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Towards Reproductive Certainty: Fertility and Genetics Beyond 1999: In Vitro Fertilization, by Robert Jansen, David Mortimer, D. Mortimer

Towards Reproductive Certainty: Fertility and Genetics Beyond 1999: Proceedings of the 11th World Congress on In Vitro Fertilization and Human Reproductive Genetics

by Robert Jansen (Editor), David Mortimer (Editor), D. Mortimer

Purchase at:  Amazon.com 

Format: Library Binding, 1st ed., 534pp. 
ISBN: 1850700842
Publisher: CRC Press, LLC 
Pub. Date: June 1999 
Edition Desc: ILLUSTRATE

Description from Amazon.com

Book Description 

This is a forward-looking clinical reference of definitive authority on todays headline controversies in in vitro fertilization (IVF) and reproductive genetics. Written by leading experts from medicine, education, psychology, ethics, counseling, and other disciplines studying fertility and genetics, the book contains nearly 70 chapters in seven sections. The introductory section deals with biology, business, morality and society in IVF and reproductive genetics; other sections focus on IVF outcomes, personal ethics and business, biology of the egg, sperm and embryo, implantation, IVF and society, and such 21st century topics as space travel and human reproduction, the disappearing male, and the future of motherhood. Includes bibliographic references and index.

Book Info 

Univ. of Sydney, Australia. The Plenary Proceedings of the 11th World Congress on In Vitro Fertilization & Human Reproductive Genetics, date and site not cited. For clinicians and researchers.

Description from BarnesandNoble.com

From Booknews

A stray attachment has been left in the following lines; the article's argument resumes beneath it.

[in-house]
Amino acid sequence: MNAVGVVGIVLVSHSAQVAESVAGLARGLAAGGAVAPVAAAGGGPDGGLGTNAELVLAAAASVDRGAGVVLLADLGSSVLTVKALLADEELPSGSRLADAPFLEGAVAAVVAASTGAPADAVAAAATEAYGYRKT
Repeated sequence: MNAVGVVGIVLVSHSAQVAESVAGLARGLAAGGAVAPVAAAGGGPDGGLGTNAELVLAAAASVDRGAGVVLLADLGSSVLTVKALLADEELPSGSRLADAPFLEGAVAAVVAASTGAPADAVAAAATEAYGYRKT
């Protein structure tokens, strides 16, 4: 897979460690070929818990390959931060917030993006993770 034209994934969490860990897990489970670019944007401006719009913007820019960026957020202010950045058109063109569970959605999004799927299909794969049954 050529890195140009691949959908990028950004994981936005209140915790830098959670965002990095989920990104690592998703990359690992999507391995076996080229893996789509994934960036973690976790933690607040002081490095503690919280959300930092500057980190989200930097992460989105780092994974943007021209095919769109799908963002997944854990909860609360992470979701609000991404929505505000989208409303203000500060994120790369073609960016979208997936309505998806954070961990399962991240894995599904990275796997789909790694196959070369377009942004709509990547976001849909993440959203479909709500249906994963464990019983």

The 66 papers provide an end-of-century snapshot of the status of conception in controlled circumstances outside the body, which in some developed countries now accounts for up to one percent of pregnancies. They cover outcomes, personal ethics, and business; the biology of the egg, sperm, and the embryo and implantation; in-vitro fertilization and society; and the future of reproduction. Specific topics include fertility in aboriginality, the emotional pitfalls of multiple pregnancy, the sperm donor's right to know, requirements for oocyte development, genetics of the fertilizing egg, reproductive toxins affecting the male, the in-vitro culture of human blastocytes, cultural expectations in a number of regions of the world, medical ethics and the state, descendants as property, how important and X and Y chromosomes are, and space travel and human reproduction. The conference seems to have happened in Sydney. Annotation c. Book News, Inc., Portland, OR (booknews.com)

Table of Contents

List of principal contributors

Foreword   1

1 IVF and reproductive genetics in 1999: biology, business, ethics and sociology   5

2 Fertility in Aboriginality   8

3 Psychosocial effects of infertility and age on women   21

4 Psychosocial impact of infertility on men   28

5 Protecting the vulnerable in collaborative reproduction   37

6 How should IVF success rates be reported?   46

7 IVF success rate reporting: consumer needs   57

8 IVF babies are not small   64

9 Outcomes from intracytoplasmic sperm injection   70

10 Follow-up of IVF families   77

11 Multiple births: too high a price?   85

12 The emotional pitfalls of multiple pregnancy   92

13 IVF families and embryo storage   102